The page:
Large-Scale Granulation of CaO-Based Pellets for High-Temperature Carbon Dioxide Capture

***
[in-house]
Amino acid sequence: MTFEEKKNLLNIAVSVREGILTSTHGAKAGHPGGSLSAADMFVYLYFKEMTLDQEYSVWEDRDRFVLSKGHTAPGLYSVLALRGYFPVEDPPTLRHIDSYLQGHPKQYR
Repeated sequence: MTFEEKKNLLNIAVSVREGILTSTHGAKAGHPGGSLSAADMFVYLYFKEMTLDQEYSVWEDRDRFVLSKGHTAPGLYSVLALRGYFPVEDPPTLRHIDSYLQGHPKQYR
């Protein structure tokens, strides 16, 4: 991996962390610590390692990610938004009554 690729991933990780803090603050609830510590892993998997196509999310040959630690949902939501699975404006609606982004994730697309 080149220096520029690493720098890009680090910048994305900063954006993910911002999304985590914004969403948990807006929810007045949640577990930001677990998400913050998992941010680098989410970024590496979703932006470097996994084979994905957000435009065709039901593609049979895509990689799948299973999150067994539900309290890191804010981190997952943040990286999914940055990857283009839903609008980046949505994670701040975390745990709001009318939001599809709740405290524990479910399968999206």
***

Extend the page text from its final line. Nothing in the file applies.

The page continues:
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AbstractPelletized CaO-based sorbents are made for the use in Moving Bed Carbonate Looping(MBCL) technology capturing CO2 at a low partial pressure of CO2 and high temperature,producing approximately 100% pure CO2. Developing this technology will be an importantstep in reducing CO2 emissions and prevent temperature increase on the globe. Themain goal of this thesis was to develop a procedure for making these pellets in large scale.Material properties such as good CO2-capture capacity and stability, and good mechanicalstrength are important. A "rotary drum" granulation machine was used to producegranules made of 100g calcined dolomite/cement ADDA, calcium aluminate cement, extramagnesium and zirconium with water as a liquid binder. The preparation method lastedfor two days due to the exothermic reaction between dolomite/ADDA and water, and waterwas slowly added to avoid early strength gain and increased hydration kinetics at highertemperatures. Six pellets based on calcined dolomite were made; NO-1 (pure dolomite),NO-3 (1.9% Zr from nitrates), NO-6 (1.6% Zr from ZrCl4 and 5.8%Al from cement), NO8(2.9%Mg from magnesium nitrate and 5.5%Al (from cement)), NO-10 (6.1%Al fromcement) and NO-12 (1.6% Zr from nitrates and 5.8%Al from cement). In addition, fourpellets were made of cement ADDA.Results from nitrogen adsorption/desorption showed largest surface area for unpromotedpellets and smallest pores for the doped samples. Scanning electron microscope pictures,and mechanical tests seem to demonstrate good performance of pellets NO-3, NO-8 andNO-10. They have a similar pellet surface and sphericity, low cumulative attrition lossand weight loss in each drop in the falling test. The x-ray diffraction identified phases ofmayenite (Ca12Al14O33), which might be the reasons for the excellent mechanical strengthof NO-8 and NO-10.Results from sorption/desorption cycling in a thermogravimetric analyzer with 8% steamdemonstrated promising CO2-carrying capacity and stability over 34 cycles for all pellets.Even though sample NO-1 has the worst stability, the stability was surprisingly highcompared to other studies on powdered dolomite which have shown poor cyclic stability.The reason might be the preparation method and the raw material (calcined dolomite (3h800◦C) <106µm) used, but further investigation and calibration of the TGA are necessary.Sample NO-12 showed that the up-scaling procedure is comparable to small-scalegranulation. The best cyclic stability is found for sample NO-8 and NO-12 believed to bedue to doping by magnesium/aluminum, and zirconium/aluminum. Al, Mg, and Zr inhibitsintering due to higher melting points of the mixed oxides (mayenite and CaZrO3).The kinetic study demonstrated the fastest reaction rate for 650◦C at a high CO2 concentrationin the reaction controlled regime. At low partial pressures of CO2, 620◦C gave fasterreaction kinetics than 650◦C, due to higher driving force. A pellet size of 250µm-1.2mmindicated minimal diffusion limitations, and smooth s-curves during sorption at 650◦C,reaching 80% of their capacity in 5 minutes.